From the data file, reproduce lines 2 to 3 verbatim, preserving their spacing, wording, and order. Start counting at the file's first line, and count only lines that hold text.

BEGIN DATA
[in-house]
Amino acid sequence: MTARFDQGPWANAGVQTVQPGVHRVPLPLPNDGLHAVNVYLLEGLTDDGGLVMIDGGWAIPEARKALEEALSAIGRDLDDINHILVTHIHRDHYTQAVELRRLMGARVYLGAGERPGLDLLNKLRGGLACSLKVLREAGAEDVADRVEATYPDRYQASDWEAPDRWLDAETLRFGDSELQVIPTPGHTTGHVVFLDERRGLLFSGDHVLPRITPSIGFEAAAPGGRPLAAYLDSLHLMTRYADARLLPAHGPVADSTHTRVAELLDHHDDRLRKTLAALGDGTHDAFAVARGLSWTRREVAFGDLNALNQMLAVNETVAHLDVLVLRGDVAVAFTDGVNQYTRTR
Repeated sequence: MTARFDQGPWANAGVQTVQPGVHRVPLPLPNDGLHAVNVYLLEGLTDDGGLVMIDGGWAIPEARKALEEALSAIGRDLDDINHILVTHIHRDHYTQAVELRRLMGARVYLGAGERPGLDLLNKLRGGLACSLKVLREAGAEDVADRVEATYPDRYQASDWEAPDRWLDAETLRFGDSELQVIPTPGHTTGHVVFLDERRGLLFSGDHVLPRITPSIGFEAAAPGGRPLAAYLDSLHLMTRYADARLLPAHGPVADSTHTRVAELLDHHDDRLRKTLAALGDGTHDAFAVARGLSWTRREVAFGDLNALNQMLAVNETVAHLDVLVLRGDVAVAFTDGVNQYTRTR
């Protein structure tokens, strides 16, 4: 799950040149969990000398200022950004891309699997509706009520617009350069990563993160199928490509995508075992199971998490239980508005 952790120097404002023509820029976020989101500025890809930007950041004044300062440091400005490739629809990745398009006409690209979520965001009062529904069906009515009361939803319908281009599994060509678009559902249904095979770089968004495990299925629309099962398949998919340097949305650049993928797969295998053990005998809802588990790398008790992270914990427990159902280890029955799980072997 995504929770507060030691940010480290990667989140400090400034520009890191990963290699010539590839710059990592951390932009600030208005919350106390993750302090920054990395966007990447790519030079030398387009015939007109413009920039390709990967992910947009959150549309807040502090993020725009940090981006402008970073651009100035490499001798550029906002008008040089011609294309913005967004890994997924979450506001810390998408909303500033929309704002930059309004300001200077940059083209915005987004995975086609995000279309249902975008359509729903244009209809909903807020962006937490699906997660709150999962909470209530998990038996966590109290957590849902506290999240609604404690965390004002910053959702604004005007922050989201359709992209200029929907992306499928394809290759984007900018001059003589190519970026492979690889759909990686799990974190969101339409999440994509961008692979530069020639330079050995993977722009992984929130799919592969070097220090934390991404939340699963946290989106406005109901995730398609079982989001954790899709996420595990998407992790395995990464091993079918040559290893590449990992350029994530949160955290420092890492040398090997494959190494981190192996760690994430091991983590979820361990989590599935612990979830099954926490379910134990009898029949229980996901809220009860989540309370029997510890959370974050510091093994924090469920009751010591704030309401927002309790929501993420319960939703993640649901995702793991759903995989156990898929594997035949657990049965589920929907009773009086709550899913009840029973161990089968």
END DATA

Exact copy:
Amino acid sequence: MTARFDQGPWANAGVQTVQPGVHRVPLPLPNDGLHAVNVYLLEGLTDDGGLVMIDGGWAIPEARKALEEALSAIGRDLDDINHILVTHIHRDHYTQAVELRRLMGARVYLGAGERPGLDLLNKLRGGLACSLKVLREAGAEDVADRVEATYPDRYQASDWEAPDRWLDAETLRFGDSELQVIPTPGHTTGHVVFLDERRGLLFSGDHVLPRITPSIGFEAAAPGGRPLAAYLDSLHLMTRYADARLLPAHGPVADSTHTRVAELLDHHDDRLRKTLAALGDGTHDAFAVARGLSWTRREVAFGDLNALNQMLAVNETVAHLDVLVLRGDVAVAFTDGVNQYTRTR
Repeated sequence: MTARFDQGPWANAGVQTVQPGVHRVPLPLPNDGLHAVNVYLLEGLTDDGGLVMIDGGWAIPEARKALEEALSAIGRDLDDINHILVTHIHRDHYTQAVELRRLMGARVYLGAGERPGLDLLNKLRGGLACSLKVLREAGAEDVADRVEATYPDRYQASDWEAPDRWLDAETLRFGDSELQVIPTPGHTTGHVVFLDERRGLLFSGDHVLPRITPSIGFEAAAPGGRPLAAYLDSLHLMTRYADARLLPAHGPVADSTHTRVAELLDHHDDRLRKTLAALGDGTHDAFAVARGLSWTRREVAFGDLNALNQMLAVNETVAHLDVLVLRGDVAVAFTDGVNQYTRTR